President Trump is accelerating his push to appoint loyalists to key administration posts, as he seeks to assert greater control over the federal government and move forward with his agenda.

The rapid pace of staff moves, and the rationale behind them, has fueled concerns among some in Washington who worry the personnel changes could take a toll on operations and hurt the integrity of government institutions.

Trump’s efforts reached a crescendo on Sunday when he ousted Kirstjen Nielsen as Homeland Security secretary just days after blindsiding her by withdrawing his nominee to lead Immigration and Customs Enforcement.

Trump last week said he wanted leaders who will take his border security policies in a “tougher direction” amid a spike of migrant families crossing into the U.S. through Mexico. Possible permanent replacements for Nielsen include vocal Trump allies like Energy Secretary Rick Perry, former Kansas Secretary of State Kris Kobach and former Virginia Attorney General Ken Cuccinelli.

Nielsen’s dismissal was followed the next day by the exit of Randolph Alles as Secret Service director, generating speculation about a broader purge at the Department of Homeland Security (DHS). Both Nielsen and Alles were close with former White House chief of staff John Kelly, who left his post at the end of 2018.

The president has also announced his intent to nominate Stephen Moore and Herman Cain — two staunch conservatives — to the Federal Reserve Board, despite concerns about their qualifications.

Trump has long been critical of Federal Reserve Chairman Jerome Powell’s decision to raise interest rates, arguing the moves have restrained economic growth. Adding Cain and Moore could allow the White House to wield greater influence over Fed decisions, which are traditionally made independent of political pressure.

Sources close to the White House say the moves are borne out of the president’s frustration over issues related to immigration and the economy, two areas that are critical to his reelection prospects.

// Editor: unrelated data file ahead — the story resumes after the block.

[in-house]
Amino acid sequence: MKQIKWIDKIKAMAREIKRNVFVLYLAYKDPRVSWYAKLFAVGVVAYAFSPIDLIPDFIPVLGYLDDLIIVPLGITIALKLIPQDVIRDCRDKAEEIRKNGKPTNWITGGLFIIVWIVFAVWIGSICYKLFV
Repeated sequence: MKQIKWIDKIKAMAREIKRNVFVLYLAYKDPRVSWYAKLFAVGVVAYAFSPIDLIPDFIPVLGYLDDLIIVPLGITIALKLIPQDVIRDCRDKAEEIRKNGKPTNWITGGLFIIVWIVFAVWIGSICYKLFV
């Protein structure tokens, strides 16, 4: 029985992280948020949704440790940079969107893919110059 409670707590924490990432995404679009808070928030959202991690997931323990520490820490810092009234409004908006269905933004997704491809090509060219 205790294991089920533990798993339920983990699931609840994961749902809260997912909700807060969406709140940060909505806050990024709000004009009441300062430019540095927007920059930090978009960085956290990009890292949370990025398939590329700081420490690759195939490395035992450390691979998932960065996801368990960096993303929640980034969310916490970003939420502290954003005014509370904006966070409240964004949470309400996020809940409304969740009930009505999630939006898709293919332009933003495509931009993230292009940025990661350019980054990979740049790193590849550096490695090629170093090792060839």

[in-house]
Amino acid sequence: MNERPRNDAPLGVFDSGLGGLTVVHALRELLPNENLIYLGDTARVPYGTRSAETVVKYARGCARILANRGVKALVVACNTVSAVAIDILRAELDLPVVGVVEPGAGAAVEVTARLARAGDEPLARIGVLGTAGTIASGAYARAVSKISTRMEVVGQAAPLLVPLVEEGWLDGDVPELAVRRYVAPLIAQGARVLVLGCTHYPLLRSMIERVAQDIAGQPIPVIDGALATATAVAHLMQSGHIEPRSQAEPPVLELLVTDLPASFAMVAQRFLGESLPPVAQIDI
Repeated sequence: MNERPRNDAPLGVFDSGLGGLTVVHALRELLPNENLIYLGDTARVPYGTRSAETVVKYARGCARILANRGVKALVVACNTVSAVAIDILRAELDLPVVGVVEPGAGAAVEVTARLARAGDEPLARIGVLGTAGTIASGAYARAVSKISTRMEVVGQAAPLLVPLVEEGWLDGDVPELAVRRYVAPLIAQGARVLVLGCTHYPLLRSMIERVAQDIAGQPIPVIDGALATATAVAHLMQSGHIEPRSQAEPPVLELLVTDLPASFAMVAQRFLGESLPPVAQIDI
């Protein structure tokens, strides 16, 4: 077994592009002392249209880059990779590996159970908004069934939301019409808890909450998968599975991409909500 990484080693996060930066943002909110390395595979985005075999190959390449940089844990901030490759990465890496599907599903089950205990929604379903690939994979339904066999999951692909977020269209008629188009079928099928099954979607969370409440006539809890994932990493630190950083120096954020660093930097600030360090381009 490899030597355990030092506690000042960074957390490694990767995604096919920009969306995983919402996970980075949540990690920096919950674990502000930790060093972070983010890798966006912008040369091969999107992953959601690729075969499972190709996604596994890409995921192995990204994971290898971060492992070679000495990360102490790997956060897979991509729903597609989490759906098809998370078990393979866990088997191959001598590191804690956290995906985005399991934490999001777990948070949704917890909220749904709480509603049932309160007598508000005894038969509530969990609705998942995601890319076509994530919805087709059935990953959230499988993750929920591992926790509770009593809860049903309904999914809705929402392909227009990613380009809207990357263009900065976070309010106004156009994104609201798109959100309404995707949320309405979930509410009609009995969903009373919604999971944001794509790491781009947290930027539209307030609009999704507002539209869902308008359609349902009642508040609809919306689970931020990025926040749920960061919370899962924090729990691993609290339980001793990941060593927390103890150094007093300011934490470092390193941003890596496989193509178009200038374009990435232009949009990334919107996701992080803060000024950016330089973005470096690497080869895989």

“The president is a businessman and he expects results,” said a former campaign official, who requested anonymity to describe Trump’s thinking. “Previous presidents tolerated failure because they were politicians. He’s 72 years old and he’s racing against time and he wants to do as much as possible.”

Trump’s latest moves fit into a larger pattern of installing people who will do his bidding, oftentimes replacing officials who pushed back against drastic proposals or provoked his anger because they did not implement them.

While Nielsen emerged as the face of Trump’s child-separation policy and supported his national emergency declaration, their relationship reportedly soured in part because she repeatedly told him that certain proposals, such as refusing entry to migrants seeking asylum, would violate federal law.

Former Secretary of State Rex Tillerson, former national security adviser H.R. McMaster, former Defense Secretary James Mattis and Kelly all had similar clashes with Trump.

Trump supporters argue the president deserves to surround himself with like-minded people who will carry out his agenda.

“It’s less about loyalty and more about finding people who align with his views,” said Andy Surabian, a Republican strategist and former White House official.

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